Judge Alejandro Madrid handed down the verdict after a 15-year investigation during which Frei's body was twice exhumed for forensic examination.
The verdict found the six defendants guilty of "homicide by poisoning after a surgical intervention," and sentenced them to between three and 10 years.
Lawyers for the Frei family described the verdict as historic.
Frei, president from 1964 to 1970, died of a sudden infection in January 1982 while he was hospitalized for hernia treatment. He was 71.
Pinochet became Chile's dictator soon after a military coup that killed Frei's successor, Salvador Allende, on September 11, 1973. Pinochet left office when democracy was restored in 1990.
Frei died when he and his Christian Democratic Party were gaining strength as the military regime's main opposition. The Pinochet regime faced its first street protests in the early 1980s.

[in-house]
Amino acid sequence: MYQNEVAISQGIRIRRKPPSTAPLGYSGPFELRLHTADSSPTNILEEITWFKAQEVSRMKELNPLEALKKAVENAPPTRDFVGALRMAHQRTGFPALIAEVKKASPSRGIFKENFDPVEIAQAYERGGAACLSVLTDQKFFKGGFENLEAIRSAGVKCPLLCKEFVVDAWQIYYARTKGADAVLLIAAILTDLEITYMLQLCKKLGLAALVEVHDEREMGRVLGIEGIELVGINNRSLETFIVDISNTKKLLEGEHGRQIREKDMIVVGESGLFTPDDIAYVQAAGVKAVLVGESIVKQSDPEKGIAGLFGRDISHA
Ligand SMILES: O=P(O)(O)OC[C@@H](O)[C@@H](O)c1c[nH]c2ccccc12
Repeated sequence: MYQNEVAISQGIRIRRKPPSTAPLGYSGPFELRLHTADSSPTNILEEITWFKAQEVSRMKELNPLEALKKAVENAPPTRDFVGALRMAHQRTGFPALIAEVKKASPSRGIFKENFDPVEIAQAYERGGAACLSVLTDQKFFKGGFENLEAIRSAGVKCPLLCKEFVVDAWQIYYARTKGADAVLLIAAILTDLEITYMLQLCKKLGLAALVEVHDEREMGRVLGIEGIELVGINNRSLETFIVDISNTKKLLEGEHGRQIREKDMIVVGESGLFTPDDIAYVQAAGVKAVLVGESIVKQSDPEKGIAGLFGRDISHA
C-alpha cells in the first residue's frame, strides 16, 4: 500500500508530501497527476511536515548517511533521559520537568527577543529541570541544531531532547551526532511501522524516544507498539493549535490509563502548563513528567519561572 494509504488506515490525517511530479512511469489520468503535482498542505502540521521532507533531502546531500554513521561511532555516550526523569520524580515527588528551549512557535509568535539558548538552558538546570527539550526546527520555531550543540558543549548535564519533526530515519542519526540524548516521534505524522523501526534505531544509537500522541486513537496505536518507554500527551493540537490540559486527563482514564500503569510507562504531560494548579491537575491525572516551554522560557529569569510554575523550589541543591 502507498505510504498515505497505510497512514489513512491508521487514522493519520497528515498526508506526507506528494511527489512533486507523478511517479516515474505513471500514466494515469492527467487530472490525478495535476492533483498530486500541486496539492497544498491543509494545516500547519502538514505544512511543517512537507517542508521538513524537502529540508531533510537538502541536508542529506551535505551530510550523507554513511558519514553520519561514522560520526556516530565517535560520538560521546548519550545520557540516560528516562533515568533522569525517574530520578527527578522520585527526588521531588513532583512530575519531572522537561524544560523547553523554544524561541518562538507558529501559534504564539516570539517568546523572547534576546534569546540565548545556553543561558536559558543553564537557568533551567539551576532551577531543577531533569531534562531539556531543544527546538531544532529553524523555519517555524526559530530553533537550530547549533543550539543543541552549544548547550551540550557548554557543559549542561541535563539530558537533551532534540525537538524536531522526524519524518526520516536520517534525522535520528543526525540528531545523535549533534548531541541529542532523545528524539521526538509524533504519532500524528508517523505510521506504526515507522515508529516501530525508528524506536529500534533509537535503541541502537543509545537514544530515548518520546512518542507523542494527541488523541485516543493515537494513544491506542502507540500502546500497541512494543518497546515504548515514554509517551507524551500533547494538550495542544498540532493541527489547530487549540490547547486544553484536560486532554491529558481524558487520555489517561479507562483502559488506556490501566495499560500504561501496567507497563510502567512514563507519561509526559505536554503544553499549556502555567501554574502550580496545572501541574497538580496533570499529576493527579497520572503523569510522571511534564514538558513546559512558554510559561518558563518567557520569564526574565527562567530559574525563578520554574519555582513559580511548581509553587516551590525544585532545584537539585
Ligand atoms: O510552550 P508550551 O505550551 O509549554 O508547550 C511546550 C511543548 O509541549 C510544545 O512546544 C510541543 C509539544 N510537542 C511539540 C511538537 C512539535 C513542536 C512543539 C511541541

His body was disinterred for a second time in 2016 to determine how the poison, low doses of mustard gas and thallium, had been administered.
The judge sentenced a doctor, Patricio Silva Garin, to 10 years in jail for administering the poison, causing Frei's death. Another doctor, Pedro Valdivia, was sentenced to five years as an accomplice.
Lusi Vecerra Arancibia, the ex-president's driver, and intelligence agent Raul Lillo Gutierrez were each handed seven-year sentences.
Two physicians specializing in palliative care, Helmar Rosengerg and Sergio Gonzalez, got three years for covering up the crime.
More than 3,200 people were killed under the Pinochet regime, and some 38,000 people were tortured.